The gist being that we’re all basically rebellious teenagers at risk of yelling to our better selves, “You don’t get me! You can’t control me!” as we figuratively tip over porta-potties in the middle of the night.Report

            • Avatar Glyph in reply to Chris says:

              Speaking of folk wisdom, this is more or less the “take it one day at a time” philosophy embedded in some AA stuff too.

              Never have another drink, ever? Not only does that seem a miserable existence if I somehow succeed, but I know right now that I will definitely fail, so fish it, I’m having a drink.

              But not drinking *today*? That, I might be able to manage. Then, get a bunch of those single days under your belt.Report

    • Avatar Marchmaine in reply to Chris says:

      Precisely… that’s part of the collected wisdom that makes Catholicism so human.

      The alternatives are none days, all days or some random collection of days – why 40? New Year’s resolutions are pretty much “none” – there’s no reinforcement after that one day. Lent, at a minimum, is a reminder for 40-days of the thing you wanted to do on day-one, and possibly haven’t. Ancient wisdom and formation practices learned over centuries recognize that it takes about 6-weeks to cultivate a new habit or virtue. Recent “studies” suggest somewhere from 18-66 days is common (depending on the habit one wants to form or break).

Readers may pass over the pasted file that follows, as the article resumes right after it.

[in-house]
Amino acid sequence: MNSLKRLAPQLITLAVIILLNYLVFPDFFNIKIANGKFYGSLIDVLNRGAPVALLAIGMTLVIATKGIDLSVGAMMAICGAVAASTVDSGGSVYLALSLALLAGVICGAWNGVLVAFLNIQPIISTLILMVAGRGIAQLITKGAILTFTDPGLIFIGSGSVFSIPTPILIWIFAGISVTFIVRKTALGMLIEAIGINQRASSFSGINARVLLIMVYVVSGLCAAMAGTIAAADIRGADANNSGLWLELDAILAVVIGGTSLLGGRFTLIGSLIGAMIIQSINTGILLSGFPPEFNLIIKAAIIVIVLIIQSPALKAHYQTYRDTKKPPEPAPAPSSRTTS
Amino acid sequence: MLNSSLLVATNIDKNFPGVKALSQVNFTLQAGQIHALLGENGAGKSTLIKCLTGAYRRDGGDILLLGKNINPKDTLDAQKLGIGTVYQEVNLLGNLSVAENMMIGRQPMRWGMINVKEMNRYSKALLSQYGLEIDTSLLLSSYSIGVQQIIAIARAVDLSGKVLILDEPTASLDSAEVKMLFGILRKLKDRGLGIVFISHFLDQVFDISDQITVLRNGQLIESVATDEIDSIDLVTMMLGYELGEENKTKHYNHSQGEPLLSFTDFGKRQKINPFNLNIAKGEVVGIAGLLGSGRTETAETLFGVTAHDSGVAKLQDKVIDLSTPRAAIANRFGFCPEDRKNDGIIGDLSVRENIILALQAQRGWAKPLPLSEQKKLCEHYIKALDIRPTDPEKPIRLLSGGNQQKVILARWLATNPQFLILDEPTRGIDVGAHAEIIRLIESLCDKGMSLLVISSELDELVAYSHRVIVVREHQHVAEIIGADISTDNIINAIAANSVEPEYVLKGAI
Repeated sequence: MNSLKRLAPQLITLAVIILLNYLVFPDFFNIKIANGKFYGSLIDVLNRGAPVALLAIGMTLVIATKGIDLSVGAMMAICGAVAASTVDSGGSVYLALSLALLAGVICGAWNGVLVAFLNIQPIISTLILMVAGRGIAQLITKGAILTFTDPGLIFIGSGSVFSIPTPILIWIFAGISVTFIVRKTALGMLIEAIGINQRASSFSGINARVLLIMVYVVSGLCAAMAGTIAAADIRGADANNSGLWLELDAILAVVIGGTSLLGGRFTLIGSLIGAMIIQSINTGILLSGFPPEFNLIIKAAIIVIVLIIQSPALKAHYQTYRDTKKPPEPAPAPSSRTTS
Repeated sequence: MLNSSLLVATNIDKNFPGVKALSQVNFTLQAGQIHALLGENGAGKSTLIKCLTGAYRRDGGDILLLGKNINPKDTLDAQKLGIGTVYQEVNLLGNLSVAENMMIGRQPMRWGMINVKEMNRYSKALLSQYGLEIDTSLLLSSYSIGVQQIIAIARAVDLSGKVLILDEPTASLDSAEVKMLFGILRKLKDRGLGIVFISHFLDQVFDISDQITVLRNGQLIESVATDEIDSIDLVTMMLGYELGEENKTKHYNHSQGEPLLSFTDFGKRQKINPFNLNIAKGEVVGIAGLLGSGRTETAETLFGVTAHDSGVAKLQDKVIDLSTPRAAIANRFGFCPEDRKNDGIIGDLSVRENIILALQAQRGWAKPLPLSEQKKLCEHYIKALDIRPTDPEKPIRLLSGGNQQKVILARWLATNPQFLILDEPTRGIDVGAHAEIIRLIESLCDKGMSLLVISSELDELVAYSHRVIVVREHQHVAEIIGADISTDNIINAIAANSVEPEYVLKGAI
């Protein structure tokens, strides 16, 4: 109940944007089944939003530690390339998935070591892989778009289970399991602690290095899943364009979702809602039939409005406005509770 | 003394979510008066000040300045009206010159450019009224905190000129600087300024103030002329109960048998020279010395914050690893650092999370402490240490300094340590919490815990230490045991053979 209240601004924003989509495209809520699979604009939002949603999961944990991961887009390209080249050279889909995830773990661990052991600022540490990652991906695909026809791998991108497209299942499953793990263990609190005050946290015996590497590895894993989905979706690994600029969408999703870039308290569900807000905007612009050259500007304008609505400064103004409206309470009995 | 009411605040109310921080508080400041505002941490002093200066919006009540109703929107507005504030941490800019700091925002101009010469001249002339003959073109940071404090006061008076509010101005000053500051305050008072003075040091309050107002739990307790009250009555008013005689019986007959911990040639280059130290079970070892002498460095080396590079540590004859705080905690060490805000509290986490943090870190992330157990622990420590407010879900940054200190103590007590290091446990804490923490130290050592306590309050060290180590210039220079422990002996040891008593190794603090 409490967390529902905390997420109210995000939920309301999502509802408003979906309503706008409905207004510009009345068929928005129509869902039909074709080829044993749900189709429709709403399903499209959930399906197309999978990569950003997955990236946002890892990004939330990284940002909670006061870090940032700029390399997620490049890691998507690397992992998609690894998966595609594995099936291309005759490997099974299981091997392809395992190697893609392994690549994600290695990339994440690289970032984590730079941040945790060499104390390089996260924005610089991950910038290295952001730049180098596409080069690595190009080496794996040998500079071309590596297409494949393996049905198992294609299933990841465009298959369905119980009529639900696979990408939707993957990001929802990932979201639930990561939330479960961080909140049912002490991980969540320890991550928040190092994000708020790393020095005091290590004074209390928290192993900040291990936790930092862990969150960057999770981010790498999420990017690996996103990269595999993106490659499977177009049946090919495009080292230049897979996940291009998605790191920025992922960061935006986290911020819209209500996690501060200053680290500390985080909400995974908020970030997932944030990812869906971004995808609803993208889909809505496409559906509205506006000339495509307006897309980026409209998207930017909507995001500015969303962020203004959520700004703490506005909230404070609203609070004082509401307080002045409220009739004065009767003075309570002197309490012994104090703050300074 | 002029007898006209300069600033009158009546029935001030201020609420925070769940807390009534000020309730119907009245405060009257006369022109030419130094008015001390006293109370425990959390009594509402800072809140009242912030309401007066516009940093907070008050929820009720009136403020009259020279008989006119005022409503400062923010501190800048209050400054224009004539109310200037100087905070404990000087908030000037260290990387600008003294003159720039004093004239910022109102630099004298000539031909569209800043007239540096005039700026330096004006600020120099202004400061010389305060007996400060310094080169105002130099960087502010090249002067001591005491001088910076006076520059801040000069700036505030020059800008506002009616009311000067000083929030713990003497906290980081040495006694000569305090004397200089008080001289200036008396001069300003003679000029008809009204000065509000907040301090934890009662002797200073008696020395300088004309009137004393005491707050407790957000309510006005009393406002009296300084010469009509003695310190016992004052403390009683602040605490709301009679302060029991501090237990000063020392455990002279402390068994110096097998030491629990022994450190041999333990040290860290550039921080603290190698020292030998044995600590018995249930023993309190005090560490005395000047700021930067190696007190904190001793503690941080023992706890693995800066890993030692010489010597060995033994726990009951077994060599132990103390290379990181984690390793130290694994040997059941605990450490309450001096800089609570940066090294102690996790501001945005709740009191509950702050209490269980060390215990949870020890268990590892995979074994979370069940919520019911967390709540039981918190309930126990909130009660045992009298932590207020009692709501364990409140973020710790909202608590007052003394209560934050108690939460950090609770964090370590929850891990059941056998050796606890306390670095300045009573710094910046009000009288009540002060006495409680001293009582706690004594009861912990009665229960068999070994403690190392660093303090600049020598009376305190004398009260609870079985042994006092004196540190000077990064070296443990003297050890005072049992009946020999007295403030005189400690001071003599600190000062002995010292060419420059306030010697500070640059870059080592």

So, studies show 40-days is a great target for you to work on habits or virtues.

      And a 365-day Lent? That’s just inhuman.Report

  4. I am giving up online fansites (discussion/advertising of movies, TV shows, etc). I did it one year and it made me realize how much more time I had, and how many better uses I could make of that time.

    This year, however, there’s a probability that the time is going to be filled by keeping up on the news (in particular, the US presidential primaries) instead.Report

  5. I am giving up rap, long-distance running, and Fox News.Report

  6. Avatar Burt Likko says:

    I did my “Lent” a couple months ago, it was sixty days long, and I look back upon it with fondness.Report

  7. Avatar Miss Mary says:

    Alcohol. I can’t decide if I should be enjoying it while I can before the IVF or if I should start getting used to living without my lovely wine with dinner. I’m trying to go without. Who needs the extra calories anyway, right?Report

  8. Avatar Fish says:

    I’m hoping that you already picked up XCOM2…Report